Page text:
In today’s Gospel reading we see the mother of John and James asking for Our Lord to place her beloved sons on his left and right hand. She is a good Jewish mother, but she does not know the hard reality underlying her request. Christ Jesus asks her, “Are you able to drink of the cup that I shall drink of, and to be baptized of the baptism that I am baptized with?” To some extent, He is asking if her sons will be able to undertake the struggle, the hardship, and the estrangement from the world that He is experiencing even then. On a deeper level, He is also asking her if her sons will be able to endure a world turned upside down from their own expectations. For God’s ways are not man’s ways, and to drink of the cup that Christ drinks, and also to be baptized of the baptism with which Christ is baptized, means to be in total conformity with God’s ways. In the Father’s Kingdom, the least shall be first, and the first shall be last. In the Father’s Kingdom, the greatest among them will be the servants, and the poor will be exalted. This defies the rule by which men live out their lives in this fallen world. Indeed, from the perspective of this world, this is foolishness. Are they willing to be fools for Christ? That is the real question He poses, for in many ways it is easier to suffer and to die when heralded as a Great Man, than to be scorned a fool. Especially among the Spaniards, St. James the Apostle is much heralded. He is one of the Great Men captured in poems and in works of art, but consider the poor pilgrims over the many years who have literally walked on their knees to his shrine in Galicia. Do they struggle for him because he was a man of war, or because he was a fool for Christ? Do they scar their knees and beat their breasts because he was a Superman, or because he was a man who like them walked the hard and the straight path with Our Lord? Let us pray that like these pilgrims on the way to Santiago de Compostela we too see in St. James a fellow martyr for Christ Jesus. Dead to all sin, alive in grace, and champions of our Father’s Kingdom in how we live out our lives in this world.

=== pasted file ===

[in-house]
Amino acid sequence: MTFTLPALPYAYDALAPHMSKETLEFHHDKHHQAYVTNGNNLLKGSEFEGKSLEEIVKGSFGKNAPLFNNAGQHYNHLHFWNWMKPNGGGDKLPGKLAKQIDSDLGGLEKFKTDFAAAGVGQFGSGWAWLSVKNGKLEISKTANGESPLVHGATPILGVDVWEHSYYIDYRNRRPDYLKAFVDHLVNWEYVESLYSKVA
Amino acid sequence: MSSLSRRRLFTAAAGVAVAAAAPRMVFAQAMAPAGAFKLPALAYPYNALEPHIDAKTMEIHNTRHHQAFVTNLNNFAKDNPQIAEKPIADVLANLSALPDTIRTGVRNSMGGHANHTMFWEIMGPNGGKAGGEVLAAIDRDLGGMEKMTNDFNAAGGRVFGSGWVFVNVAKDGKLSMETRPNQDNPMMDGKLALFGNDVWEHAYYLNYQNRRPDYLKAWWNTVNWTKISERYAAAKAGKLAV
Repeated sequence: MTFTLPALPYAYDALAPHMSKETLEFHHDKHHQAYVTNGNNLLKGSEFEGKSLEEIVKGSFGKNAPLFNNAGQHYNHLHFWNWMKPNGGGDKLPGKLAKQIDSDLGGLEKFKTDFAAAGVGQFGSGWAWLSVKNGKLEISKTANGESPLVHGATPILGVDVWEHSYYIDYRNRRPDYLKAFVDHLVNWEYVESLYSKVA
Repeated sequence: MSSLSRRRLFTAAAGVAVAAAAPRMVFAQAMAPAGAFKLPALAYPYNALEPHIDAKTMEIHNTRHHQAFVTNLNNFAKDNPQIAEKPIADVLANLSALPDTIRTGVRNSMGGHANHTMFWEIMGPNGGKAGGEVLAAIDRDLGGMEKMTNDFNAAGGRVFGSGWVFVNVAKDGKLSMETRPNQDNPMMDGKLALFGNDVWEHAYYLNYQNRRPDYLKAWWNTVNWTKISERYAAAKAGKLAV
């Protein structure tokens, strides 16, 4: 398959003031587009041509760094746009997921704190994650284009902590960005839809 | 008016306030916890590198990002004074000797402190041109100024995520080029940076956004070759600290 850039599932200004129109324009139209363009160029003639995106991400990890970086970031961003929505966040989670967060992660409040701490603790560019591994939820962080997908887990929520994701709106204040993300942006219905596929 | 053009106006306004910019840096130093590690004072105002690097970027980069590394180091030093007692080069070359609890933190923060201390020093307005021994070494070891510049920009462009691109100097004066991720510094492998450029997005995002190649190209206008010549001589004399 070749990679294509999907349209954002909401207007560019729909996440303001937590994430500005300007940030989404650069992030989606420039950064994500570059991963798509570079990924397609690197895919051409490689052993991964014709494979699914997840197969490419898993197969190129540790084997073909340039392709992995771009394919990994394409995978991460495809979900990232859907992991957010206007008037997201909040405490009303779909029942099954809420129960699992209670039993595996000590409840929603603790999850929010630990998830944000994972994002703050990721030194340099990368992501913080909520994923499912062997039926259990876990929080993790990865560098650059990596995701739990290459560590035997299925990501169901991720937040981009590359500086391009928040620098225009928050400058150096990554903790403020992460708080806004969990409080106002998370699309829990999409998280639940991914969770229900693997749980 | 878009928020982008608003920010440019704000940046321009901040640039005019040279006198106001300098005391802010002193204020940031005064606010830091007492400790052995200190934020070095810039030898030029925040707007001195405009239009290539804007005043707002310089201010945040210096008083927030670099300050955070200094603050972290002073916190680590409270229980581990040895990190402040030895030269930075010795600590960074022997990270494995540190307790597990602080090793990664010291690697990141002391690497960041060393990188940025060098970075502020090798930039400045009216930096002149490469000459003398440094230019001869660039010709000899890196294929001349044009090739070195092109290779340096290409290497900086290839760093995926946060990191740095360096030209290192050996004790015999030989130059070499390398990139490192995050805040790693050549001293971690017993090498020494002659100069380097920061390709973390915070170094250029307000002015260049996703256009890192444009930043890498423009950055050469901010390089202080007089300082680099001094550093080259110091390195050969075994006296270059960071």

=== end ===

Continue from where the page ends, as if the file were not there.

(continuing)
In the Name of the Father, and of the Son, and of the Holy Ghost. Amen.

Published by Michael Sean Erickson

I write, act, and produce films in Los Angeles. Everything else is conjecture.